The 2020 competition season is officially over. Covid-19 is real, and at the moment we must all play our new part of physical distancing as to not further spread this new and unknown virus. While many of our beloved summer events are canceled as a result, how are we to continue playing and progressing our ensembles? With so much uncertainty, is it even possible or responsible to worry about piping or drumming? Not only is the immediate answer, “Yes”, but doing what we love to do is much more critical to sustaining our personal health and well-being during this period then we might realize.
We’re all searching for a new balance in our new lives, so here are 5 ways to keep progressing your music without the luxury of live performance. Let’s count-down in order of importance. Number 1 is a game changer.
Well before quarantines, lots of folks struggled with making time...
I feel good about my Buzz Stroke progress! I’d been feeling rather clumsy and slow for a bit, and ending up taking a couple of days off. That cold wasn’t helping either.
About five minutes into my return it all fell into place.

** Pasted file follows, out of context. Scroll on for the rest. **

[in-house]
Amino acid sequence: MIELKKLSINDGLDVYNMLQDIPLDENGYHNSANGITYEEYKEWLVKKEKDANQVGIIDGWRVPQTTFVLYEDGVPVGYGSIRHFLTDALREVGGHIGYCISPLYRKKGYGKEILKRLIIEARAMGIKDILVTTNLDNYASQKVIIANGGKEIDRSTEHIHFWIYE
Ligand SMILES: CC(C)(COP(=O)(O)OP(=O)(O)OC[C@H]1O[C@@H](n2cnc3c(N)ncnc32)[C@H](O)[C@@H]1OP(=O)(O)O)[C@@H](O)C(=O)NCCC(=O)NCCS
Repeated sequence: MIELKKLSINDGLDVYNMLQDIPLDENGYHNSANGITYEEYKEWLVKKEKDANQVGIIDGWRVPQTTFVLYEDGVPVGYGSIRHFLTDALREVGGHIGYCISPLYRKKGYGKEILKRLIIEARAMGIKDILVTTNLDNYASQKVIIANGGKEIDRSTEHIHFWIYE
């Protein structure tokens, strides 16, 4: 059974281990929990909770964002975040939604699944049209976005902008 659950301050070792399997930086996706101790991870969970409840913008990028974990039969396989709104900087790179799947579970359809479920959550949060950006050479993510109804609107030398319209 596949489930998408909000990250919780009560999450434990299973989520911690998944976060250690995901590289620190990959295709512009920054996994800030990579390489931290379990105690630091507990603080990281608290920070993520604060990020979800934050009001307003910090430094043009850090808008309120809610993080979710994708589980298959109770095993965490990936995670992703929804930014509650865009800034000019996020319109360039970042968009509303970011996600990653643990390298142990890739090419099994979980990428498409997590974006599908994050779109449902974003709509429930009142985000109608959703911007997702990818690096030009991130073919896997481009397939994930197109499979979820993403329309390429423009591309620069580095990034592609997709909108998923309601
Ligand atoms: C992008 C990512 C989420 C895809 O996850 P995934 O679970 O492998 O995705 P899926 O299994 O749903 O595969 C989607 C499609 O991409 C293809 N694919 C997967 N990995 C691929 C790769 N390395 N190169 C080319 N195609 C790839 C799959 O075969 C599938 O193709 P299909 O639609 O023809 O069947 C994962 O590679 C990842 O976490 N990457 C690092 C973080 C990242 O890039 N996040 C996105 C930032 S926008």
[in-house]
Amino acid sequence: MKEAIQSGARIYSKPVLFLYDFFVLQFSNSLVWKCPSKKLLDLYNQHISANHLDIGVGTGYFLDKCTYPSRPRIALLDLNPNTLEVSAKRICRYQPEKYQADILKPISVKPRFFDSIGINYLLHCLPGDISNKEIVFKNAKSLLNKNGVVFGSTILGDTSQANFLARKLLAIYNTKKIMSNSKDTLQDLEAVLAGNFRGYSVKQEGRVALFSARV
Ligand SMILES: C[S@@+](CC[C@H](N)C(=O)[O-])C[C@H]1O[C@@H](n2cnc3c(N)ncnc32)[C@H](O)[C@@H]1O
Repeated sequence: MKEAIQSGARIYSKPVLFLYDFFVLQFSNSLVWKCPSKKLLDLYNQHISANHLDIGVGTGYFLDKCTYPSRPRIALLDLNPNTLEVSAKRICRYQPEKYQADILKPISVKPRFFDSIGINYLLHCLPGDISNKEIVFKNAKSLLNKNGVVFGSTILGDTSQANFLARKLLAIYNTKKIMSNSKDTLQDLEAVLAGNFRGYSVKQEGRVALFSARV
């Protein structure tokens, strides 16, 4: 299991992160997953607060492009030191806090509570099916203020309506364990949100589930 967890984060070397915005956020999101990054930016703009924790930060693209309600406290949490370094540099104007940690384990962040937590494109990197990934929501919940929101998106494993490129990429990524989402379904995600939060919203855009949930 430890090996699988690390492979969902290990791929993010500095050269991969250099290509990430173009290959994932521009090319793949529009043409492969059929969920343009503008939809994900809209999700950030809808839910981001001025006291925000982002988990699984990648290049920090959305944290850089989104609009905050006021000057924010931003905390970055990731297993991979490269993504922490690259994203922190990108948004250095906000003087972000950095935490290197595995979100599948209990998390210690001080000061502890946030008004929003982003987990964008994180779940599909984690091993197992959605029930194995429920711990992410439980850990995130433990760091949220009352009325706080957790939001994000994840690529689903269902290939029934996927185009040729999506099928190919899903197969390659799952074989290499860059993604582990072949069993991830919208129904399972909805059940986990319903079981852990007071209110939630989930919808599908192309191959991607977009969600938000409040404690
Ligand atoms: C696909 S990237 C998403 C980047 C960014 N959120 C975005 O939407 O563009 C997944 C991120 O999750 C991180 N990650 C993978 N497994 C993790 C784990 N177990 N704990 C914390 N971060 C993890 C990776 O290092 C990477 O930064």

For some reason, a drum roll or buzz roll seems like real progress, more than the tap, tap, tap of previous exercises. I do understand progress on those “taps” lead to progress on the buzz roll, but this feels like a big step forward, emotionally. This is starting to feel like “real” drumming.
Need a break down on the Buzz Rolls? Check out this class to get your basics rock'n.
For any future challenges on this journey I need to remember that progress isn’t a steady line. Recognizable progress can come in fits and starts sometimes.
Let’s get an uncomfortable truth out of the way here.
When I first saw a pipe band drum corps, I was thrown off by how ‘disorderly’ it seemed. I was blown away by what I was hearing, but there was this little voice nagging at me saying things like:
“What’s the deal with all of them shaking their sticks to the beat?”
“What the hell is wrong with their hands?”
"Why are they all looking down at someone else's drum?”
“Why do they start their strokes like marimba players? ”
You see uh… Well... I mean….
Look, I think get it now, but (and not to belabor this point) a HUGE part of my musical training as a DCI-style American Drummer was concerned with...